The girl — who fell pregnant after being raped by her brother — was sentenced to six months of juvenile detention by Muara Bulian District Court in July for illegally terminating her late pregnancy.

She served one month behind bars before the decision was overturned by a provincial high court on August 27.

The victim's 18-year-old brother pleaded guilty to the rape and was sentenced to two years imprisonment by the same high court.

Abortions in the case of rape are only legal within 40 days of conception in Indonesia, a timeframe activists say is unrealistic in determining pregnancy.

Zubaidah, a women's rights activist for the group Organisasi Beranda Perempuan, who is known only by her first name, said victims of rape often felt shame and social pressure which stopped them from seeking help.

"This case has been an example to show the weakness of the Indonesian constitution towards the protection of women," she said.

Zubaidah said the appeal had already had a significant psychological impact on the victim.

"She is still in the process of building her self-confidence, adding the burden of a potential harsher sentence will only emphasise the sense of trauma on this young 15-year-old rape victim," she said.

'It shows we're going backwards'

Under Indonesian law, the punishment for seeking an illegal abortion is a maximum of four years, while performing or assisting in an illegal abortion is punishable by to up to 10 years imprisonment.

In 1992, an amendment to the abortion law was introduced to allow termination if the pregnancy endangers the life of the mother.

Amnesty International launched an appeal in support of the 15-year-old victim, and called for the decriminalisation of abortion in all circumstances.

"Denial of abortion services to women or girls who have become pregnant as a result of rape, sexual assault or incest is a violation of the right to be free from torture or cruel, inhumane or degrading treatment," the human rights group said in a statement about the case.

Indonesian law also prohibits extramarital sexual contact.

The 'zina' provision in Indonesian law currently prohibits adultery, and there are proposals to expand it to also ban sex between unmarried people.

The regulations will particularly affect victims of sexual abuse and rape, where victims will need to prove that it was not consensual.

"It shows we're going backwards due to a lack of commitment to protect women especially those who are victims of rape," Ms Zubaidah said.

"These laws have been put forward without a consideration of the facts on the ground."

Discussing contraception deemed 'taboo' and 'inappropriate'

Zubaidah said teenagers who became pregnant after cases of incest or rape in Indonesia only had two options — abortion or marriage.

"According to [Indonesian] traditions, the victim would have to wed because of the negative stigma among the community," she said.

Fifty-eight per cent of unmarried women who become pregnant in Indonesia choose to abort, according to a 2016 report by the University of Gadjah Mada's Centre of Population and Policies.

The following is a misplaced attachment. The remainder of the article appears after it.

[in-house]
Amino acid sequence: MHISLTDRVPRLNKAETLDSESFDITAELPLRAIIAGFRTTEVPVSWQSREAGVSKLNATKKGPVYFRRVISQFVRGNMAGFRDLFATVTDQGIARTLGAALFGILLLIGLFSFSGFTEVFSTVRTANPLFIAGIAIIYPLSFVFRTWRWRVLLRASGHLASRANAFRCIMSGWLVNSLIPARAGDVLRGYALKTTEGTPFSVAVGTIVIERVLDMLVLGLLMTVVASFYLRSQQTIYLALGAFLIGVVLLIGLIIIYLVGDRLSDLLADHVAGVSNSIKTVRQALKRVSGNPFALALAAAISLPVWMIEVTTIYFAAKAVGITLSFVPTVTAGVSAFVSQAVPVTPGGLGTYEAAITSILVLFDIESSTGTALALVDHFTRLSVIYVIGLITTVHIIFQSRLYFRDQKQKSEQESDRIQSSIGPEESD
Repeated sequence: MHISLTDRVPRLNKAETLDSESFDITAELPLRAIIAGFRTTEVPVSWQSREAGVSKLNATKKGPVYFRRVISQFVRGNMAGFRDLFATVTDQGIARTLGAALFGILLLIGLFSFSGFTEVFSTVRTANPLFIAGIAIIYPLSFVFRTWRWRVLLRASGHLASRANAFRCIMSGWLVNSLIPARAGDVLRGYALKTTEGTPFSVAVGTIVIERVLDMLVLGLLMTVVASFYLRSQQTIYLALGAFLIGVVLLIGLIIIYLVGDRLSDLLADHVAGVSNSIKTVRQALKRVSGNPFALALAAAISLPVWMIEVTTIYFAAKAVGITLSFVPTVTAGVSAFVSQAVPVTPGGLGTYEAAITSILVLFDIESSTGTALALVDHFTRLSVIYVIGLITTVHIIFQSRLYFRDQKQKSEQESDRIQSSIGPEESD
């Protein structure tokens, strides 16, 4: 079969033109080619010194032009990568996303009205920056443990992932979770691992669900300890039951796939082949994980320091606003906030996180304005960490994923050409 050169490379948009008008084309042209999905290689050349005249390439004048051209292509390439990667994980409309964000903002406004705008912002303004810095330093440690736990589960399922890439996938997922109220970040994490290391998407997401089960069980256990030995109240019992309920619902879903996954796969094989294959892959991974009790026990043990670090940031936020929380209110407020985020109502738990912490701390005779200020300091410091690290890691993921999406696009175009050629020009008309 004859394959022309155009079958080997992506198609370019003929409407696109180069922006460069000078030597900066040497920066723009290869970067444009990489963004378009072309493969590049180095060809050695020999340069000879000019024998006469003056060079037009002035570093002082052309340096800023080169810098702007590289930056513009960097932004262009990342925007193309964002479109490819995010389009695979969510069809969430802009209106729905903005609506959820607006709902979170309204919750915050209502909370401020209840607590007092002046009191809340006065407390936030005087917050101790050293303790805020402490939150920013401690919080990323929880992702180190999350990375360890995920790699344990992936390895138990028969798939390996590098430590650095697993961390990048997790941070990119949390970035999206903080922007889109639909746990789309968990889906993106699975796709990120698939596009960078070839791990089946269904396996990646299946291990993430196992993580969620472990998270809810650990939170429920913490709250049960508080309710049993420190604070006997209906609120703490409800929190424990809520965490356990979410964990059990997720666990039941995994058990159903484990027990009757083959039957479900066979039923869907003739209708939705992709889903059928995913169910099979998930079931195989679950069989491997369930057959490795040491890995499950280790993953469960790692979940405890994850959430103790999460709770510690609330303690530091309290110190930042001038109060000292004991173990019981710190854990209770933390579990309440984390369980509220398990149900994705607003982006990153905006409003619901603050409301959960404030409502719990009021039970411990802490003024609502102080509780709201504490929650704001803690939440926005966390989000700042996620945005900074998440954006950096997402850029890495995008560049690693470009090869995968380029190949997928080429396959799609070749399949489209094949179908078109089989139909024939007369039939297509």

But the majority choose unsafe methods, despite the risks, due to the country's strict abortion laws, a United Nations report said.

But preventing unwanted pregnancy is difficult when most parents consider reproductive health and contraceptives to be a "taboo discussion" and "inappropriate" to discuss with their children.

"They think that discussing sexual education encourages children to have sexual relationships…[some even] question the importance of understanding reproductive health," she said.

The UN Population Fund (UNFPA) in Indonesia is working closely with Islamic leaders in the country to promote the use of contraception in family planning.

Contraception is often perceived as unacceptable for Muslims.

The campaign holds training sessions on family planning, maternal and infant health directly from Muslim leaders, in collaboration with the country's National Population and Family Planning Board.

But Zubaidah argues that it is not enough.

"The reality is that many people who are underprivileged, especially teenagers, don't have access to a clinic," she said, adding that the issue is more prevalent outside major cities.

"While the government is investing heavily in infrastructure, social services and cultural programs are still minimal, which hasn't made any significant improvements towards the education for girls and women."

In reply toRe: msg 12
Jenifer (Zarknorph)

From: Jenifer (Zarknorph)


In reply toRe: msg 13

From: katiek2


This post is probably in the wrong place, but I wanted you to see what Dems in the state of Virginia have unleashed on us.  If Oklahoma passes this bill, others will follow and we can say goodbye to Roe v Wade.  There is just no end to stupidity among politicians.

Jenifer (Zarknorph)

From: Jenifer (Zarknorph)


Yep, this Oklahoma yokel is a moron, alright.

I can't see it passing.  Even if they all vote for it, the supreme court would quash it.